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Release Date: 07/23/1996
Contact Information: Dan Burke, On-Scene Coordinator; (617) 573-9626 Nancy Cronin, Community Involvement; (617) 565-9445

BOSTON -- The U.S. Environmental Protection Agency announced today that field teams have completed the clean up of more than 200 barrels of improperly stored drums, tanks, and other containers filled with flammable solvents, corrosives, poisons and waste oil at a former metal working company in Smithfield, R.I.

Over the past three months, EPA staff sampled, identified, removed and transported thousands of gallons of hazardous waste from the New England Precision Products (NEPP) on 331 Farnum Pike Road to a facility for recycling or treatment. Conditions at the site posed a threat to the local community and nearby natural resources.

"The people of Smithfield can take comfort in knowing that their community is safe from the toxic threat once posed by the New England Precision Products site," said John P. DeVillars, administrator of the EPA's New England office. "This cleanup protects both the public health of residents near Farnum Pike Road and natural resources like the Still Water Reservoir. EPA is proud to have worked with the State of Rhode Island to make this important cleanup a success. It's my hope to see this site put back into productive commercial use, helping to drive the economy of Smithfield."

Incompatible substances on the property, if mingled, could have caused a fire that would release toxic fumes into the air. Also, local residents were at risk in coming in contact with the many improperly stored drums outside the facility. Finally, an uncontrollable release of the hazardous liquids could have contaminated nearby waterways, including the Still Water Reservoir, which is used for fishing and recreation.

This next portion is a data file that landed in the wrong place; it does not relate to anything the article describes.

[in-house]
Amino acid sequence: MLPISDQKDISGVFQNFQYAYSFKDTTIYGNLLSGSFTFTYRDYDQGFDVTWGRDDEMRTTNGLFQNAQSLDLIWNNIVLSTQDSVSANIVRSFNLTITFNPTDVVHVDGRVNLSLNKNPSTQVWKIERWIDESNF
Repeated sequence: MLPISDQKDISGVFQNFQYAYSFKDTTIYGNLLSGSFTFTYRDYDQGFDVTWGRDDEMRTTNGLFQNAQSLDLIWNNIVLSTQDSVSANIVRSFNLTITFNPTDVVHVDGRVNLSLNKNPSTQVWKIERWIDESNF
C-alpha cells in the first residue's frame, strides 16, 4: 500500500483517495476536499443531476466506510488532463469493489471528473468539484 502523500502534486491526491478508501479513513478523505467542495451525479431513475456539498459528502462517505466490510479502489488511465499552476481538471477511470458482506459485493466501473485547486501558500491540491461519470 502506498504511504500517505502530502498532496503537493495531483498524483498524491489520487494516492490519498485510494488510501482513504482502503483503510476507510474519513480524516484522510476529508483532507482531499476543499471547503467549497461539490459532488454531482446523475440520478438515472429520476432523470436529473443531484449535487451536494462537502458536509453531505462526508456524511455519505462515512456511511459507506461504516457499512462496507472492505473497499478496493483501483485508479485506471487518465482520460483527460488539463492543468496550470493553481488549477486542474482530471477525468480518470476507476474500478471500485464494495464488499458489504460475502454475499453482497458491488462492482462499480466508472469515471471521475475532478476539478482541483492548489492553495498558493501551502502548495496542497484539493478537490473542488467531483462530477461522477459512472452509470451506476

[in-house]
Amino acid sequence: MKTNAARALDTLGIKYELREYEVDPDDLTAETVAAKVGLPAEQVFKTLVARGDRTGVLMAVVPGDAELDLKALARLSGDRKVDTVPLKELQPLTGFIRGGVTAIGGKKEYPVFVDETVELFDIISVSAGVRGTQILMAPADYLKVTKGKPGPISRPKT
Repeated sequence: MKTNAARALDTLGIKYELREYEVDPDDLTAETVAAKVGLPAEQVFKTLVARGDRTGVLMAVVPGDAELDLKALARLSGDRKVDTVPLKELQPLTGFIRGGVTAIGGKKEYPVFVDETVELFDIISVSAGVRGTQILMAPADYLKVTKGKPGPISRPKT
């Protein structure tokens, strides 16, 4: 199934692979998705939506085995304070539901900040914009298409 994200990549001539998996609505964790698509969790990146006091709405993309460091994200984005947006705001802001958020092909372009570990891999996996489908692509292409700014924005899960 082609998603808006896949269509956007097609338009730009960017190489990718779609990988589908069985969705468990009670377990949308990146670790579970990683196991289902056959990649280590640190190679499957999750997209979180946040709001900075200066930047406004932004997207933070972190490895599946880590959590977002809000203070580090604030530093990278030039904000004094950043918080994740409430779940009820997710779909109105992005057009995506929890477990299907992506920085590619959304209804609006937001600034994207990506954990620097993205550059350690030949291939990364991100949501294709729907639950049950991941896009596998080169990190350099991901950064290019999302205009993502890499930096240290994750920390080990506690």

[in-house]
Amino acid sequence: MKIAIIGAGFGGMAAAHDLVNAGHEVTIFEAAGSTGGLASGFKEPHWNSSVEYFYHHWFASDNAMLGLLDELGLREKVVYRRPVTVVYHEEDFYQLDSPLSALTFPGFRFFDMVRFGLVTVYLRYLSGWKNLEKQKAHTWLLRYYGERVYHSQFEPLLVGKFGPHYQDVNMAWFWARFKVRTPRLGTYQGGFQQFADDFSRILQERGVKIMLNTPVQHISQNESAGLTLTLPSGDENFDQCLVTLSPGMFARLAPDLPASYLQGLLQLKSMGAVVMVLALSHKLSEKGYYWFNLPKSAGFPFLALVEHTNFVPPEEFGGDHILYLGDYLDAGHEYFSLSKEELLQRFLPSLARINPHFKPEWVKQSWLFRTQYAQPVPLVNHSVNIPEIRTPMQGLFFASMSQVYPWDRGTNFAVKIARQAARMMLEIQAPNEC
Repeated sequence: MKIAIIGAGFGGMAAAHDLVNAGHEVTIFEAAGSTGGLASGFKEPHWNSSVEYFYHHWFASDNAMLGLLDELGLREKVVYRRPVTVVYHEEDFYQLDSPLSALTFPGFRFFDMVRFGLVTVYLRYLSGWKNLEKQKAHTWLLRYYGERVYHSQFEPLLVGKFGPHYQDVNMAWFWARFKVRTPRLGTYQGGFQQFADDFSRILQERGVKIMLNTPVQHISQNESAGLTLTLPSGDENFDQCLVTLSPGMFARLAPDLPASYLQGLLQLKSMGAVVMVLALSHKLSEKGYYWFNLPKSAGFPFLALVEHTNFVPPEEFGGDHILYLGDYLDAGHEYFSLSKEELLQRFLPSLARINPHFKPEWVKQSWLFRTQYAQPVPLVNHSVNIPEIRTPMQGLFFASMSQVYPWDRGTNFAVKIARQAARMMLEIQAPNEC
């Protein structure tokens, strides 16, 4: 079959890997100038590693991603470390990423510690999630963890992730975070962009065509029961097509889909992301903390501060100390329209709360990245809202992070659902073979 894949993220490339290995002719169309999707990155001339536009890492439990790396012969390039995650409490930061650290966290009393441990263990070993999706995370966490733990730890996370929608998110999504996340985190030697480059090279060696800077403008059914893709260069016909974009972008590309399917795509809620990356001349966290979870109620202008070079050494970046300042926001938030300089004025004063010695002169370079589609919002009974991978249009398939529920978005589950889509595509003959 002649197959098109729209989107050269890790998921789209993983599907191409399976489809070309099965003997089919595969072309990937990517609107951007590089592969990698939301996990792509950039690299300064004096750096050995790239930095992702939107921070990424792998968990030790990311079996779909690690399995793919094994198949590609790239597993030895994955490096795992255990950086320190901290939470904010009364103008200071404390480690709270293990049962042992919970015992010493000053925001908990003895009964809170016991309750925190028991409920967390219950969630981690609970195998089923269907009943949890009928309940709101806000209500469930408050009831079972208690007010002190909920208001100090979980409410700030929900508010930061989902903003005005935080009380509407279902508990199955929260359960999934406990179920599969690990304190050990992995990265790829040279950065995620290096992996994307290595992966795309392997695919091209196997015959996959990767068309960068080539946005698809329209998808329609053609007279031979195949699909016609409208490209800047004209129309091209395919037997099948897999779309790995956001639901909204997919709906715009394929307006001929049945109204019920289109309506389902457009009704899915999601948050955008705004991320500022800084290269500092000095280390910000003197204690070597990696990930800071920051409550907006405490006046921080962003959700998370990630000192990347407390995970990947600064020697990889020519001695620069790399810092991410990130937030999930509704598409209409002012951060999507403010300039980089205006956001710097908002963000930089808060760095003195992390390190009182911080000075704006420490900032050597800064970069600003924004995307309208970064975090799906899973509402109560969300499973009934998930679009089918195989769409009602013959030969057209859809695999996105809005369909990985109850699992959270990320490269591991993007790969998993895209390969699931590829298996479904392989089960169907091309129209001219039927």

The site is the former location of D&S Screw, a metal working company, which manufactured screw products from 1972-1985 in a mixed residential and light industrial area. In 1981, the Rhode Island Department of Environmental Management (RIDEM) discovered that D&S Screw was pouring trichloroethylene (TCE) -- a man-made toxic material used mainly as a solvent to remove oils and grease from metal parts -- into the ground. The TCE entered the drinking water supply, causing RIDEM to close private wells in the area. Alternative drinking water from the Scituate Reservoir has since been piped to local residences and businesses.

In 1985 D&S Screw sold the company to Joe Boscia of NEPP, who continued to use the property as a metal working company. In June 1994, the state ordered NEPP to investigate the past spills and comply with hazardous waste handling procedures. The order also required NEPP to stop all solid waste management operations at the site and install wells to monitor the groundwater.

Following RIDEM's discovery of toxic materials at the site, NEPP was ordered to identify all contents of the drums and move them safely inside the facility. NEPP did not comply with the order.

In February 1996, RIDEM referred the site to the EPA as a potential Superfund removal site. The two agencies then launched an investigation at the site that revealed numerous unidentified barrels of waste inside the inactive facility and outside on the loading dock.

The EPA is in the process of recovering the $30,000 in costs it had spent on the cleanup from the site's owner, Joseph Boscia. The site is currently up for sale for commercial use.